Alliance Software to Combat Hard Risks

Posted By: Jon Lavietes ASAP Webinar, Member Resources, Virtual Programs,

We have talked plenty about the high-level strategy around risk management recently, but when alliance managers are in the field, they need a systematic way to optimize those concepts. How should they integrate risk management into their month-to-month duties? What can they do to not only keep tabs on the biggest risk factors facing their collaborations, but also maintain engagement from primary relevant stakeholders? And what does software have to do with it? 

All good questions, no doubt, and some without definitive answers. But the founders of alliance management software platform company allianceboard have made a significant contribution by providing a structure for staying on top of potential land mines across the alliance portfolio in the latest ASAP webinar, “Future-Proofing Your Alliances: Risk Management in an Evolving Landscape.”

Risk Doctrine: Many Ways to Classify Potential Threats 

In order to manage risks, you must first unearth and classify them, and there are many different structures that help in doing so. Michael Roch, allianceboard’s chief commercial officer, brought up the trifurcated model common in alliance literature in which risks are organized into “business,” “human,” and “legal” categories; the former denotes misalignment between partner strategies, the latter encompasses regulatory uncertainty, and the human element covers differences of opinion among individual stakeholders. Roch then offered an alternative that dissected risk factors more finitely, breaking them down into five categories: 

  1. Internal risks to your organization
  2. Partner company risks
  3. Asset risks—threats to strategy or execution around the commodity, service, or piece of value at the heart of the collaboration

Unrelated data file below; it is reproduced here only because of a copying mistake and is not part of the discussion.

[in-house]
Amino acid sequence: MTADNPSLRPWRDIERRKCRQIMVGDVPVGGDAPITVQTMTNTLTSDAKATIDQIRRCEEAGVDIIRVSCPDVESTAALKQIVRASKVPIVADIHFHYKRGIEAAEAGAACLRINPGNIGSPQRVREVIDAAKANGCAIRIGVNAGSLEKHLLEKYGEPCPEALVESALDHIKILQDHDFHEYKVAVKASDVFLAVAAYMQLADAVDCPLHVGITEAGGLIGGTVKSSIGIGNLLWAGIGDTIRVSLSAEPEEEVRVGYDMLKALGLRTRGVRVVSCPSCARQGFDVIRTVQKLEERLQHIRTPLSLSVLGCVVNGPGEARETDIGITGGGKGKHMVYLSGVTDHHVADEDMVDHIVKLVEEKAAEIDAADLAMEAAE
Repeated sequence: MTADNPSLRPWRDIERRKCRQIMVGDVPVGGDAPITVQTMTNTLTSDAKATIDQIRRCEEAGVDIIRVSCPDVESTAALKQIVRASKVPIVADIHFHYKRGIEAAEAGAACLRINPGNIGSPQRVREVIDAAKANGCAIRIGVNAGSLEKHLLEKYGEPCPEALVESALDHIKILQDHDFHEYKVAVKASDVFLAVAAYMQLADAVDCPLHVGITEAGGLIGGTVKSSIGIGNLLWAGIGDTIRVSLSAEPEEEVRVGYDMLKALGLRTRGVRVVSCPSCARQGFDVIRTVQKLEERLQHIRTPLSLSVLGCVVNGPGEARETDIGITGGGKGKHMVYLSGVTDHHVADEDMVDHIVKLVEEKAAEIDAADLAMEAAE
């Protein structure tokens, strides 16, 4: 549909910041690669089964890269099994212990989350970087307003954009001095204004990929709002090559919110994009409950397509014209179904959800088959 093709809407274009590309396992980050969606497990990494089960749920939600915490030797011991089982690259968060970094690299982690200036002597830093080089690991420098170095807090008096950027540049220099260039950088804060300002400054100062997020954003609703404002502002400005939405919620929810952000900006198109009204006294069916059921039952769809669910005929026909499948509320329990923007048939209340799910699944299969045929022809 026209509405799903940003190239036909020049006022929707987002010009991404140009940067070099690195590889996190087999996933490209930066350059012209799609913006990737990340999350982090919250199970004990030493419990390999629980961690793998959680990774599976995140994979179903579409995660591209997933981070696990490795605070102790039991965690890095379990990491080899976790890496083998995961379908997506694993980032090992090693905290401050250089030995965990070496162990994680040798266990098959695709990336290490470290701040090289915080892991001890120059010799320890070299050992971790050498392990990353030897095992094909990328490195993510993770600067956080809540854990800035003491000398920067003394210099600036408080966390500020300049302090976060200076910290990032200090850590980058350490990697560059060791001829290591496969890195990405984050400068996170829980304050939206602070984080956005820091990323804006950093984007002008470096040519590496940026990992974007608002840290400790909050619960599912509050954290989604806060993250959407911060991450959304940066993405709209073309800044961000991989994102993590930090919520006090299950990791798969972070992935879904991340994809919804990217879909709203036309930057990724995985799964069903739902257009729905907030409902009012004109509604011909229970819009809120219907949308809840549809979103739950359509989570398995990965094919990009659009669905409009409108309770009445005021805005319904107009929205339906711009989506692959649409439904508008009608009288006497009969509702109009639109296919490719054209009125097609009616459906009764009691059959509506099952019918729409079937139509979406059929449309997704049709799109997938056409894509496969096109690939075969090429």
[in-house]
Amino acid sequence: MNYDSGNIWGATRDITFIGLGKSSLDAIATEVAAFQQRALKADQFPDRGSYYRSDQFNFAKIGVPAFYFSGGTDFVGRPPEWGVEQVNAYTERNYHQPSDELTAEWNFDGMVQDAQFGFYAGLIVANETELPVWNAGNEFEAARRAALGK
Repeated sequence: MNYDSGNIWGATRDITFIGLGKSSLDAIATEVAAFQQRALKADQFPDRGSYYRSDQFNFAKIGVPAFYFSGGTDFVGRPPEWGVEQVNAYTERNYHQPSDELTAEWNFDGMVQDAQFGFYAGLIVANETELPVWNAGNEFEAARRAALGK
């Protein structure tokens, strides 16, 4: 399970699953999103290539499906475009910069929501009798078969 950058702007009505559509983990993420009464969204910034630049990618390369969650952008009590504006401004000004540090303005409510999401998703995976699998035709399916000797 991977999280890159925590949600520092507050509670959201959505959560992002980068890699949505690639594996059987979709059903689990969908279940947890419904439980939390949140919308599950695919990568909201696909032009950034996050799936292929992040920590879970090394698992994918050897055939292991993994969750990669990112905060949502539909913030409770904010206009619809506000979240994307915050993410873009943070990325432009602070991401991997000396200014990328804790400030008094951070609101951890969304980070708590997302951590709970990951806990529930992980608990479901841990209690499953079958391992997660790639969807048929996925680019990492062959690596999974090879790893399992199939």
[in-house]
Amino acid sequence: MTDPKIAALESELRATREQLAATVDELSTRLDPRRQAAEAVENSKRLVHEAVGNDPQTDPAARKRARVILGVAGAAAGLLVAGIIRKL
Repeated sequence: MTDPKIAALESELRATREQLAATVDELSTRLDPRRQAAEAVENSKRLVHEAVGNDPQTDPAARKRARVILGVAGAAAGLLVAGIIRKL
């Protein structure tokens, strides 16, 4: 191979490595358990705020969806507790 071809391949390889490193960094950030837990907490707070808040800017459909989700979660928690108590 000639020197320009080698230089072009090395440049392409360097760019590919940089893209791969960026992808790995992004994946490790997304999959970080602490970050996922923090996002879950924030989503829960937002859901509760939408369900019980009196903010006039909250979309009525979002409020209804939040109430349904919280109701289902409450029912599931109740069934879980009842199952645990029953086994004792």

4. Governance—“risks related to the decision making, including the contractual elements,” as Roch explained 
  5. Environmental risks to both parties 

There’s no one-size-fits-all approach. Companies have to segment risks in a way that makes sense to their particular business. 

“We’re not doctrinaire. We don’t mind how your company classifies risk,” said Roch. “However your company conceptualizes alliance risk is correct.” 

“Not All Alliance Risks Are Created Equal”

Once you catalog them, you have to prioritize risks before you can start managing them. 

“Not all alliance risks are created equal; it’s up to you to create that context for your senior leadership and to give insights about it,” said Roch. “You can’t manage all of them, but you do want to manage the ones that are most important.” 

The simplest way is to focus on the risks that have the greatest probability of occurring and/or could have the greatest potential impact on your collaboration, portfolio, and company. 

Five Practices for Managing Risk

From there, Roch outlined five components to risk management: 

  • Foster transparent communication—both internally and with the partner—to devise ways to share the risk appropriately. 
  • Define clear roles and responsibilities in order to reduce the chances of slow or incorrect decision making.
  • Establish robust governance structures.
  • Level power imbalances to drive decision consensus. Roch gave the impression that it’s rarer to see partnerships with equal power distribution. 
  • Align on objectives. “The objectives move, management teams change,” especially in long-term collaborations, said Roch. “The alliance has to catch up with that.”